The radius of the particles recorded in the PROBE is recorded in the histogram ".hist" and peak ".peaks" file. The histogram file contains data as recorded in actual probe measurements. The corresponding peaks file contains the peaks found in the probe histogram by the same peak finder used for the PSI measurements. Note that for probes in multiple quadrants the histogram and peaks file is often not meaningful since the absolute radius is stored.

11.22. Stripper (OPAL-cycl)

A stripper element strip the electron(s) from a particle. The particle hitting the stripper is recorded in the file, which contains the time, coordinates and momentum of the particle at the moment it hit the stripper. The charge and mass are changed. It has the same geometry as the PROBE element. Please note that the stripping physics is not included yet.

There are 9 parameters to describe a stripper.

XSTART

The x coordinate of the start point. [mm]

XEND

The x coordinate of the end point. [mm]

YSTART

The y coordinate of the start point. [mm]

YEND

The y coordinate of the end point. [mm]

OPCHARGE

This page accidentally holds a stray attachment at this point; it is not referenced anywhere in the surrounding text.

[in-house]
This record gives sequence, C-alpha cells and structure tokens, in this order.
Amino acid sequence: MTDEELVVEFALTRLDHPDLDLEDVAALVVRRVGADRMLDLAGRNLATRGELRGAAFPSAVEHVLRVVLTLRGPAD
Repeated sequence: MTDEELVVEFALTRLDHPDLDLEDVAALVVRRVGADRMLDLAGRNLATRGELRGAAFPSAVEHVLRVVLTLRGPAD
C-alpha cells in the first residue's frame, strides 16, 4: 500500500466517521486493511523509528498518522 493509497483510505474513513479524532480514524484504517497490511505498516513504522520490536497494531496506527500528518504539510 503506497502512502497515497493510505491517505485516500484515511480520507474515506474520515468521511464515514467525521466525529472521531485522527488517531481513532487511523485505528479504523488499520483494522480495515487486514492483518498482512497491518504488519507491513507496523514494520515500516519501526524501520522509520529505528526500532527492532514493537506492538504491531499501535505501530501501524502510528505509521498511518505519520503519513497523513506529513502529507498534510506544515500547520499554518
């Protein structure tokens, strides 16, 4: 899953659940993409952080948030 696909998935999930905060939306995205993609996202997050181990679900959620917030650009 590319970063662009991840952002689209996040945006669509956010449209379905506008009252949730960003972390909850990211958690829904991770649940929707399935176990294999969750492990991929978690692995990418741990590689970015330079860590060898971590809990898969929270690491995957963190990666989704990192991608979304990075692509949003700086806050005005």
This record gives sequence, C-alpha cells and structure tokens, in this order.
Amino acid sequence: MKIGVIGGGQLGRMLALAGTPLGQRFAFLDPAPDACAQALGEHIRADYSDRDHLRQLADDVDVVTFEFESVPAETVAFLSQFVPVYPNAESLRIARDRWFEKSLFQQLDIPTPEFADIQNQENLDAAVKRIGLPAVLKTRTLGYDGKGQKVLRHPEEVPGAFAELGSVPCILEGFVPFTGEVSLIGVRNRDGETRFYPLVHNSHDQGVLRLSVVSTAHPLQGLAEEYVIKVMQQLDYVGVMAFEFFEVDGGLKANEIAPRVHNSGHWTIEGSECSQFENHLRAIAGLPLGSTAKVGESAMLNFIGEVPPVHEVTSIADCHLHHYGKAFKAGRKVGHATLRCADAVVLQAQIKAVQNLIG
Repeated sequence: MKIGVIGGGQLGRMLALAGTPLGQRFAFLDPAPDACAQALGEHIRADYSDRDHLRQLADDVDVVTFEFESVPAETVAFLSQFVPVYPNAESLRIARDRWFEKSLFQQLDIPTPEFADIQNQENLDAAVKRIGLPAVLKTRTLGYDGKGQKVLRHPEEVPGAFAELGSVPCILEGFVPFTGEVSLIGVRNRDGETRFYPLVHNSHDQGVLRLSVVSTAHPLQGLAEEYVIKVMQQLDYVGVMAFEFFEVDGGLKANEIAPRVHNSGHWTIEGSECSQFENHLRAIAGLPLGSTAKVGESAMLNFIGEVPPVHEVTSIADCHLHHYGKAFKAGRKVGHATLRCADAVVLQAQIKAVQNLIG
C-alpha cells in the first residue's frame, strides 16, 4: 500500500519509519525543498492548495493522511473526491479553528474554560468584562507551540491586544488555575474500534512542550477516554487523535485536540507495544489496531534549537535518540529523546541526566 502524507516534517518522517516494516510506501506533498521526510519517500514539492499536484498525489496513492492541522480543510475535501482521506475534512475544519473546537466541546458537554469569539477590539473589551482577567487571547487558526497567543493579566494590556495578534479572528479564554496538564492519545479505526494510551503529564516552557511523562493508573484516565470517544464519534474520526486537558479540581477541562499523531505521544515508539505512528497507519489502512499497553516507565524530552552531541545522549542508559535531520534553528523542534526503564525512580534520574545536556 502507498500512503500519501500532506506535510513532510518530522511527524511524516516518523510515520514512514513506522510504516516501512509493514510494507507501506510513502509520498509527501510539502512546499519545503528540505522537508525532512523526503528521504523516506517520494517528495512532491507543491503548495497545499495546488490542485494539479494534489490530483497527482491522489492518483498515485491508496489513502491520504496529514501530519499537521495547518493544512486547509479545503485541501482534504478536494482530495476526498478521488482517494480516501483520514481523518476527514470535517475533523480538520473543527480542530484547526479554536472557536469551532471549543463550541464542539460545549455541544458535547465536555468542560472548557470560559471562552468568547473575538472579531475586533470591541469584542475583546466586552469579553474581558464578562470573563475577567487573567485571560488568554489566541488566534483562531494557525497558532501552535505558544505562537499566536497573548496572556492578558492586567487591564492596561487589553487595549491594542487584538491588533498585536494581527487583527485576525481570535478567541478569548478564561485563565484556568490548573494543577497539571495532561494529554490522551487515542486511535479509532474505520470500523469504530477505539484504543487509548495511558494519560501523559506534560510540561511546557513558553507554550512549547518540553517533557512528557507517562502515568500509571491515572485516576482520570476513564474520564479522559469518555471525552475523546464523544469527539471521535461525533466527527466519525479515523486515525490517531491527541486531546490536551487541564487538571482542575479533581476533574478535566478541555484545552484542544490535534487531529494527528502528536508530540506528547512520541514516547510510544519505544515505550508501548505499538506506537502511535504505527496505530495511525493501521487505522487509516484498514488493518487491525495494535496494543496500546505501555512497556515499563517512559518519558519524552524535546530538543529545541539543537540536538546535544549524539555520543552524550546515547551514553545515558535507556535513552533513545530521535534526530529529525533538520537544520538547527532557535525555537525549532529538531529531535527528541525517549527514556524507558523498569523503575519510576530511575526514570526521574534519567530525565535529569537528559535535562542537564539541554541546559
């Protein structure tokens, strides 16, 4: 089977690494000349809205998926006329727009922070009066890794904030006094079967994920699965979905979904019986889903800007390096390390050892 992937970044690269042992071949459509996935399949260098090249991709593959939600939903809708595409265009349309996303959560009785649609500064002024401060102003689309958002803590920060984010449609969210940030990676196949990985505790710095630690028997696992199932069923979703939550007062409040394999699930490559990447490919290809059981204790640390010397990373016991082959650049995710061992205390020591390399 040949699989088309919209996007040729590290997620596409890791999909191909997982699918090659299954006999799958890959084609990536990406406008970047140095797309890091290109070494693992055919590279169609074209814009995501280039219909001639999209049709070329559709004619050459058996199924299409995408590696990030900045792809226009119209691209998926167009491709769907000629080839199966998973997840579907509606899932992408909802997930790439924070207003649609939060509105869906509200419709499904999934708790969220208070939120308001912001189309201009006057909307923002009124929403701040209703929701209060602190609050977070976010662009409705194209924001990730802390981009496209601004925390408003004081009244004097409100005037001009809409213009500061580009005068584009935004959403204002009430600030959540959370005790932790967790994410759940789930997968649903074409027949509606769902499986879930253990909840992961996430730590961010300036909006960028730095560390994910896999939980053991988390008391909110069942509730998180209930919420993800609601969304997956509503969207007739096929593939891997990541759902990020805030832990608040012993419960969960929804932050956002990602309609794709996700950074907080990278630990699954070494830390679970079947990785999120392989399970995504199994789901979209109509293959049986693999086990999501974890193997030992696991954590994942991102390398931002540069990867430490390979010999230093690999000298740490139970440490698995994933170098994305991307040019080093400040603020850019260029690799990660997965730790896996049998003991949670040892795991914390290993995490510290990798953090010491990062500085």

Charge number of the outcoming particle. Negative value represents negative charge.

OPMASS

Mass of the outcoming particles. [\(\mathrm{GeV/c^2}\)]

OPYIELD

Yield of the outcoming particle (the number of outcoming particles per incoming particle), the default value is 1.

STOP

If STOP is true, the particle is stopped and deleted from the simulation; Otherwise, the outcoming particle continues to be tracked along the extraction path.

OUTFN

The file name into which the stripper should write the collected data.

Example: \(H_2^+\) particle stripping

prob1: Stripper, xstart=4166.16, xend=4250.0,
ystart=-1226.85, yend=-1241.3,
opcharge=1, opmass=PMASS, opyield=2, stop=false;

No matter what the value of STOP is, the particles hitting on the STRIPPER are recorded in the HDF5 file <inputfilename>.h5 (or ASCII if ASCIIDUMP is true).

11.23. Degrader (OPAL-t)

Elliptical degrader with an overall length L.

XSIZE

Major axis of the transverse elliptical shape, default value is 1e6.